Into The Deep: Implementing CITES Measures For .

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Published by TRAFFIC.Report prepared by TRAFFIC for the EuropeanCommission under Contract 070307/2010/574210/SER/E2 European Commission.All rights reserved.All material appearing in this publication is copyrightedand may be reproduced with permission. Any reproductionin full or in part of this publication must credit theEuropean Commission as the copyright owner.The views of the authors expressed in this publication donot necessarily reflect those of the European Commission,TRAFFIC, WWF or IUCN.The designation of geographical entities in thispublication, and the presentation of the material, do notimply the expression of any opinion whatsoever on thepart of the European Commission, TRAFFIC or itssupporting organizations concerning the legal status of anycountry, territory, or area, or its authorities, or concerningthe delimitation of its frontiers or boundaries.The TRAFFIC symbol copyright and RegisteredTrademark ownership is held by WWF. TRAFFIC is astrategic alliance of WWF and IUCN.Suggested citation: Mundy-Taylor V. and Crook V. (2013). Into thedeep: Implementing CITES measures for commercially-valuable sharksand manta rays. Report prepared for the European Commission.ISBN 978-1-85850-357-8Front cover photograph: Giant Mantas Manta birostris, Raja Ampat,West Papua, Indonesia Andrea Marshall


Table of ContentsList of Figures and TablesiAcknowledgementsiiAcronyms and AbbreviationsiiINTRODUCTION1METHODS2PART IKey Exporters, Re-exporters and Consumers of the Shark and Ray Species Listed in the3CITES Appendices at CoP161. MAIN COUNTRIES AND TERRITORIES INVOLVED IN SHARK CATCH AND TRADE32. KEY FISHERIES AND MARKETS - OVERVIEWS BY SPECIES7PART IIInternational, Regional and Domestic Policies, Regulations and Measures Relevant to21CITES Implementation1. INTERNATIONAL POLICIES, REGULATIONS AND MEASURES212. REGIONAL POLICIES, REGULATIONS AND MEASURES223. DOMESTIC MEASURES24PART IIIImplementation of the CITES CoP16 Shark and Ray Listings: Challenges, Available27Resources and Capacity Building Initiatives1. NON-DETRIMENT FINDINGS (NDFS)292. COMPLIANCE AND ENFORCEMENT373. LEGAL ACQUISITION FINDINGS464. OTHER ISSUES47PART IVOverview of Key Gaps in Capacity and Priorities for Future Work49REFERENCES51APPENDICES56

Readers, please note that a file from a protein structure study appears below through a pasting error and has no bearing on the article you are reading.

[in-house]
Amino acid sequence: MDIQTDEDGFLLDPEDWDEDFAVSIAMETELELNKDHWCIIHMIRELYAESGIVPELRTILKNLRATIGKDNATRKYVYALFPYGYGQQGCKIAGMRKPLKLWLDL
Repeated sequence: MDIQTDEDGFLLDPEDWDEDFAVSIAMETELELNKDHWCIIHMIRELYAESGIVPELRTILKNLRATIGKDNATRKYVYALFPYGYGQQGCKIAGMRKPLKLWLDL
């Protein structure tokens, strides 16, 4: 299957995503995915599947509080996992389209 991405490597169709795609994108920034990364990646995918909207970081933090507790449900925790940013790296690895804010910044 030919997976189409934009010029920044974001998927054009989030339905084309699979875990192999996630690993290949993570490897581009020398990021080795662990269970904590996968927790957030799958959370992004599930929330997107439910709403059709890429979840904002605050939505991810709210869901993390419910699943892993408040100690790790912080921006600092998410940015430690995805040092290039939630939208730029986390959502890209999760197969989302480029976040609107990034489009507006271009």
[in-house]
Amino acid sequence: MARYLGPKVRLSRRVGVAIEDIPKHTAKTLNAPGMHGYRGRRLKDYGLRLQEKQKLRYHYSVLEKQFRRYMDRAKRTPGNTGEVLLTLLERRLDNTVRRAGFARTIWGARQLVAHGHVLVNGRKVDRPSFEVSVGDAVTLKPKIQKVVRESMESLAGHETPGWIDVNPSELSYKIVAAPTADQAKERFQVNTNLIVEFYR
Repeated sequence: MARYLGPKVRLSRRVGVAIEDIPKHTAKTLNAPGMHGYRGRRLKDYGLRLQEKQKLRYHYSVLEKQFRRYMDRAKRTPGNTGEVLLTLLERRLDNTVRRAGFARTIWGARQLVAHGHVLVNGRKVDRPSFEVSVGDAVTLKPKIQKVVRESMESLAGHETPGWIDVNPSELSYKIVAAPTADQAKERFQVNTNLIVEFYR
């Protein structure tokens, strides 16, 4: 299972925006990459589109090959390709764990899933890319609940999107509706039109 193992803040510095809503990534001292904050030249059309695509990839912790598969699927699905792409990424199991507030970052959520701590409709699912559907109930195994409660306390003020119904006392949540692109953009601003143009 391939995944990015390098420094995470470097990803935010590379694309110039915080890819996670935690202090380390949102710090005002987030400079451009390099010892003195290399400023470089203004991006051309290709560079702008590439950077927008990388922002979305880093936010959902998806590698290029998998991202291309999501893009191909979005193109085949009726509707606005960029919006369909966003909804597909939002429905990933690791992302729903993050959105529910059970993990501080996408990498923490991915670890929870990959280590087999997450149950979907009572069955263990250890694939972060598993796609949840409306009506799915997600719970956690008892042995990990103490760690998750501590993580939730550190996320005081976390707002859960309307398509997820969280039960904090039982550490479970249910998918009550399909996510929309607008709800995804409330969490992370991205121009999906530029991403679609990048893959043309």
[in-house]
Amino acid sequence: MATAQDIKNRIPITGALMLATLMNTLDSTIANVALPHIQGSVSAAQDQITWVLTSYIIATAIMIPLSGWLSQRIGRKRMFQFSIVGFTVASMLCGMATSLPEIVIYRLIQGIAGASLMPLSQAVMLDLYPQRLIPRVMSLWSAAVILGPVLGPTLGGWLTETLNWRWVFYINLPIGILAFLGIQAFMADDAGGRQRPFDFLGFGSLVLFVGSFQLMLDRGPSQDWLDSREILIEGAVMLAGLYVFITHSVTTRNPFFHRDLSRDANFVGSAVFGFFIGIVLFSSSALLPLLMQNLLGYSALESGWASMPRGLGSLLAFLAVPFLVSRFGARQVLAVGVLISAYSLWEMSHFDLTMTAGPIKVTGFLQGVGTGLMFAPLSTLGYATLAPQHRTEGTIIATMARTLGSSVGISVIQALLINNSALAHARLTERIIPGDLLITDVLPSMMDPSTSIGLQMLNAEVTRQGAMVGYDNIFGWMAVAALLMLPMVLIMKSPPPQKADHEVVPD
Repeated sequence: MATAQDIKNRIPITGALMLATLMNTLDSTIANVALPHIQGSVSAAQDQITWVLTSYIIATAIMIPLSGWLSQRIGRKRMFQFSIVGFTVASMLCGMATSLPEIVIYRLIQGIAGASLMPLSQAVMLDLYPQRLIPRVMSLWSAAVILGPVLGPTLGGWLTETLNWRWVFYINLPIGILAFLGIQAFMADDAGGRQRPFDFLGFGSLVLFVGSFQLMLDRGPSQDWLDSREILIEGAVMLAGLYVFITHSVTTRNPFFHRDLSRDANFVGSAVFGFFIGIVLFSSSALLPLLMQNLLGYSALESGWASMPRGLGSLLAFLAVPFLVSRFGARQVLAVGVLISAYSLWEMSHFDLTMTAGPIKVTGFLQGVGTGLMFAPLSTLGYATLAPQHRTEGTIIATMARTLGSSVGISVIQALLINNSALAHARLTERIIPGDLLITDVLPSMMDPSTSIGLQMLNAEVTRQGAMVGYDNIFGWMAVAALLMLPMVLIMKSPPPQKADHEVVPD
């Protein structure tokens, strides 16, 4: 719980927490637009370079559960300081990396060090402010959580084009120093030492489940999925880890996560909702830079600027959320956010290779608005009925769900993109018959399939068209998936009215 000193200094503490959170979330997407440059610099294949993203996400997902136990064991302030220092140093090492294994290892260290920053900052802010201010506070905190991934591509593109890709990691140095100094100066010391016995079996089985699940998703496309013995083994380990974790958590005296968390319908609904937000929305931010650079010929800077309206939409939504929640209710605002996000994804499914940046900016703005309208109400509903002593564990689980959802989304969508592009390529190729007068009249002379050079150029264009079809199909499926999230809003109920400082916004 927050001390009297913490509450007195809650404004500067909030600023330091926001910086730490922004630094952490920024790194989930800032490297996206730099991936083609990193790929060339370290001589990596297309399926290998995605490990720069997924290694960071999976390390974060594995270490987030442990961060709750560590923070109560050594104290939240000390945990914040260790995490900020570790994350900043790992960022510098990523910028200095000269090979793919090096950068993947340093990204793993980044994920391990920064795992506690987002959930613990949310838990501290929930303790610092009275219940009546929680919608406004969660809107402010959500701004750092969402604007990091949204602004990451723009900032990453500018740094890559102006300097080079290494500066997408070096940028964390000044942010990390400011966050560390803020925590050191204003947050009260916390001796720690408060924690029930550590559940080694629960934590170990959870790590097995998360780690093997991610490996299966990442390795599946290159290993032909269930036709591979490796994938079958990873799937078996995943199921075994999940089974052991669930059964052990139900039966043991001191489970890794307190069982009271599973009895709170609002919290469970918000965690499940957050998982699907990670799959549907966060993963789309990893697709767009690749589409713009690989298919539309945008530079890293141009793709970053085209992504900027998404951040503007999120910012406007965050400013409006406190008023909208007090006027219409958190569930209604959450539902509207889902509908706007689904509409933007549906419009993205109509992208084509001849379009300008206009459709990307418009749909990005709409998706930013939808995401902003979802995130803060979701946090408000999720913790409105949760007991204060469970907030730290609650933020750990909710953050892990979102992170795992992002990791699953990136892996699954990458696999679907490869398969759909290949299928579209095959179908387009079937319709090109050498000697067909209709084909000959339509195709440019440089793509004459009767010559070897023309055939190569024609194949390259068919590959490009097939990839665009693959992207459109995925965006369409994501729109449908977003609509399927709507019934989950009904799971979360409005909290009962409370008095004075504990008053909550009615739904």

List of Figures and TablesFigure 1Top 20 shark catchers, 2002-20114Figure 2Oceanic Whitetip shark catchers, 2002-20118Figure 3Main Porbeagle shark catchers, 2002-201111Figure 4Main Hammerhead shark catchers, 2002-201114Figure 5Top 20 ray catchers, 2002-201117Table 1Top 20 shark exporters and importers, 2000-20096Table 2Oceanic Whitetip fisheries9Table 3Porbeagle fisheries10Table 4Hammerhead fisheries15Table 5Manta fisheries18Table 6Overview of binding shark measures adopted by Regional Fisheries ManagementOrganisations (RFMOs)22Table 7Examples of domestic shark measures25Table 8Examples of workshops on Proposals for listing of sharks and manta ray species inthe CITES Appendices28Table 9Scientific data requirements for stock assessments30Table 10Application of introduction from the sea (IFS) provisions to commercially-valuablesharks and manta rays34Table 11Potential for distinguishing fins/gill rakers in trade based on morphologicalcharacteristics39Table 12Examples of guides for the identification of fins and gill rakers in trade40Table 13Market categories used by Hong Kong shark fin traders41Into the deep: Implementing CITES measures for commercially-valuable sharks and manta raysi